## Table IV.

SUR estimations of clinical process measures

Model variable URR65 Kt/V1.2 Hgb10
Facility characteristics
Chain Type 0.693*** (0.140) −0.036 (0.429) −8.160*** (0.722)
Own Type 0.492*** (0.136) −1.443*** (0.359) 1.320*** (0.444)
Treatment/Patient −0.002 (0.001) 0.014*** (0.003) −0.023*** (0.004)
Urban −0.197 (0.155) −0.698 (0.669) 0.582 (1.178)
Cost/Patient 0.0003 (0.005) −0.070*** (0.016) 0.141*** (0.019)
Local Market Share −1.220* (0.632)
Practice pattern
AVF Usage −0.050*** (0.012)
Catheter Usage −0.020*** (0.005) −0.059*** (0.016) 0.073*** (0.022)
Dialyzer Reuse 0.341*** (0.058) 3.233*** (0.204) −0.932*** (0.249)
Nurse-To-Patient ratio −0.754 (0.911) 5.563* (3.075) −5.215 (3.788)
Physician-To-Patient ratio −5.593 (4.160) −1.670 (18.276) 51.034** (20.248)
Station-To-Patient ratio 1.012*** (0.246) 0.146 (0.943) −5.406*** (1.129)
PD −0.203*** (0.060) −0.261 (0.200) 0.865*** (0.246)
Late Shift −0.440* (0.232)
State Dummies Yes Yes Yes
Obs 4444 4444 4444
Notes:

Significantly different from 0 at:

*

p < 0.1;

**

p < 0.05;

***

p < 0.01. This table includes regressions using dependent variable from 2013 and independent variables from 2012. Local Market Share is calculated based on same first three digits. Transformations are made according to general weight format denoted in Wooldridge (2012) to deal with potential heteroscedasticity. One outlier observation is dropped deliberately to avoid collinearity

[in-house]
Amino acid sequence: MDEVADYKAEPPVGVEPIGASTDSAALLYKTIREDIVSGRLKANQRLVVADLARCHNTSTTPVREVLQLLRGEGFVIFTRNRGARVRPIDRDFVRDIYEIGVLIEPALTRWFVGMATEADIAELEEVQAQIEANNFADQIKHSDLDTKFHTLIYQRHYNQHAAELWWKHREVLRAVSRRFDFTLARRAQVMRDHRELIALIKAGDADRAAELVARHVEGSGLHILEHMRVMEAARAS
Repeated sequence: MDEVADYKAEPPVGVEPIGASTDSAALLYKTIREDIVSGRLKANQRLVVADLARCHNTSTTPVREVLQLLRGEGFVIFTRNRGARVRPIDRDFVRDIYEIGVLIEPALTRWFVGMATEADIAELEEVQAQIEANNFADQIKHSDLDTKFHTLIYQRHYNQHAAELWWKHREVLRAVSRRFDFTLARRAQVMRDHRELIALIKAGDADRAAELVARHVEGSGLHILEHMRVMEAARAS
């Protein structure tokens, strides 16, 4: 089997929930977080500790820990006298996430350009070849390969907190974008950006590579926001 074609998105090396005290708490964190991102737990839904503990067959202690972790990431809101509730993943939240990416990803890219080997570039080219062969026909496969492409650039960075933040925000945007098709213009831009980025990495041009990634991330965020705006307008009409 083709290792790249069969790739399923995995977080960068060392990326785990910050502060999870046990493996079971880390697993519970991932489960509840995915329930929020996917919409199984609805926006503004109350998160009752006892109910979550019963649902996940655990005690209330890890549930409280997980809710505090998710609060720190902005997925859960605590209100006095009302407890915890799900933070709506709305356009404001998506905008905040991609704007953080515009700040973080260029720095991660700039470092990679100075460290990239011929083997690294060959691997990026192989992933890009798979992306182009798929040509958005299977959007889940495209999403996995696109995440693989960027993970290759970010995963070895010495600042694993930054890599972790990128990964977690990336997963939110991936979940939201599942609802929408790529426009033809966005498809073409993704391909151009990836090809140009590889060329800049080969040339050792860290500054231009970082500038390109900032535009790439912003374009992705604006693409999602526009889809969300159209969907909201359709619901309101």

## Table V.

OLS estimation results for SHR

Model variable (1) (2) (3)
Facility characteristics
Chain Type 0.002 (0.017) 0.033** (0.017)
Own Type 0.073*** (0.015) 0.071*** (0.015)
Treatment/Patient −0.0003** (0.0001) −0.023*** (0.004)
Urban −0.057* (0.032) 0.050 (0.032)
Cost/Patient 0.002** (0.001) 0.001 (0.001)
Local Market Share −0.173*** (0.023) −0.174*** (0.022)
Clinical Performance
URR65 −0.006*** (0.002) −0.006*** (0.002)
Kt/V1.2 −0.001*** (0.001) −0.001** (0.001)
Hgb 10 −0.004*** (0.001) −0.004*** (0.001)
Practice pattern
AVF Usage −0.001** (0.001) −0.001** (0.0004)
Catheter Usage 0.005*** (0.001) 0.005*** (0.001)
Dialyzer Reuse 0.008 (0.009) 0.016* (0.009)
Nurse-To-Patient ratio −0.043 (0.071) −0.018 (0.087)
Physician-To-Patient ratio −0.143 (0.314) 0.266 (0.384)
Station-To-Patient ratio 0.071** (0.032) −0.061 (0.039)
PD −0.011 (0.009) 0.011 (0.009)
Late Shift 0.023** (0.010) 0.021** (0.010)
State Dummies State State State
Obs 4571 4435 4434
R2 0.194 0.186 0.218
Notes:

Significantly different from 0 at:

*

p < 0.1;

**

p < 0.05;

***

p < 0.01. This table includes regressions using dependent variable (SHR) from 2013 and independent variables from 2012. Local Market Share is calculated based on same first three digits. Each model is estimated using equation-by-equation OLS. White robust standard errors are presented in parentheses

## Notes

2.
4.

The top five dialysis providers in the USA operate a chain of dialysis clinics for more than 400,000 patients annually. www.nephrologynews.com/largest-dialysis-providers-2016-poised-change/

5.
6.

Medicare publishes claims data and SHR data from different periods. For example, in the data set published on May 6, 2015, claims data are from 07/01/2013-06/30/2014, while SHR data are from 01/01/2013-12/31/2013.

7.